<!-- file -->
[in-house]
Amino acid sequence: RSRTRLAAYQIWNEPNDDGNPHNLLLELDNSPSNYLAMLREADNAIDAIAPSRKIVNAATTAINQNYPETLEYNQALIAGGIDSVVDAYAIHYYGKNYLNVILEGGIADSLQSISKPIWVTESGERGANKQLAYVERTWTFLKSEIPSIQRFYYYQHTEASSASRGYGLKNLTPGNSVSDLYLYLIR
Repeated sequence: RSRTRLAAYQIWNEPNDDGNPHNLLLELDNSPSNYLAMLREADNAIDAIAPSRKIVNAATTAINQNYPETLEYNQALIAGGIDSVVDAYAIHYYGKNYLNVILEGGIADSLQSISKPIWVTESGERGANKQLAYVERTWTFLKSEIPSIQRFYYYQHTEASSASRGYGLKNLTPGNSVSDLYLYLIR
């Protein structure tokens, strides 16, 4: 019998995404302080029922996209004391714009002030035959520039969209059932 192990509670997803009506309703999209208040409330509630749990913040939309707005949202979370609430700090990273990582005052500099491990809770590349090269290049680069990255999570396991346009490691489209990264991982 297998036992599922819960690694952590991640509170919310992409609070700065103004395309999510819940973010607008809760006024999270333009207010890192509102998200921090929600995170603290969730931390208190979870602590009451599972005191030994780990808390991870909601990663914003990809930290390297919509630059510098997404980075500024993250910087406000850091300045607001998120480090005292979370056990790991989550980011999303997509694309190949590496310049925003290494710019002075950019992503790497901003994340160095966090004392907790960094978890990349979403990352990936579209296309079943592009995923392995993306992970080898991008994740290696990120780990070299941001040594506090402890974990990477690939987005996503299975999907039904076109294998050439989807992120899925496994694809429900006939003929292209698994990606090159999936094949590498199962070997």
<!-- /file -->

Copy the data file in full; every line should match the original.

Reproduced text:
[in-house]
Amino acid sequence: RSRTRLAAYQIWNEPNDDGNPHNLLLELDNSPSNYLAMLREADNAIDAIAPSRKIVNAATTAINQNYPETLEYNQALIAGGIDSVVDAYAIHYYGKNYLNVILEGGIADSLQSISKPIWVTESGERGANKQLAYVERTWTFLKSEIPSIQRFYYYQHTEASSASRGYGLKNLTPGNSVSDLYLYLIR
Repeated sequence: RSRTRLAAYQIWNEPNDDGNPHNLLLELDNSPSNYLAMLREADNAIDAIAPSRKIVNAATTAINQNYPETLEYNQALIAGGIDSVVDAYAIHYYGKNYLNVILEGGIADSLQSISKPIWVTESGERGANKQLAYVERTWTFLKSEIPSIQRFYYYQHTEASSASRGYGLKNLTPGNSVSDLYLYLIR
């Protein structure tokens, strides 16, 4: 019998995404302080029922996209004391714009002030035959520039969209059932 192990509670997803009506309703999209208040409330509630749990913040939309707005949202979370609430700090990273990582005052500099491990809770590349090269290049680069990255999570396991346009490691489209990264991982 297998036992599922819960690694952590991640509170919310992409609070700065103004395309999510819940973010607008809760006024999270333009207010890192509102998200921090929600995170603290969730931390208190979870602590009451599972005191030994780990808390991870909601990663914003990809930290390297919509630059510098997404980075500024993250910087406000850091300045607001998120480090005292979370056990790991989550980011999303997509694309190949590496310049925003290494710019002075950019992503790497901003994340160095966090004392907790960094978890990349979403990352990936579209296309079943592009995923392995993306992970080898991008994740290696990120780990070299941001040594506090402890974990990477690939987005996503299975999907039904076109294998050439989807992120899925496994694809429900006939003929292209698994990606090159999936094949590498199962070997």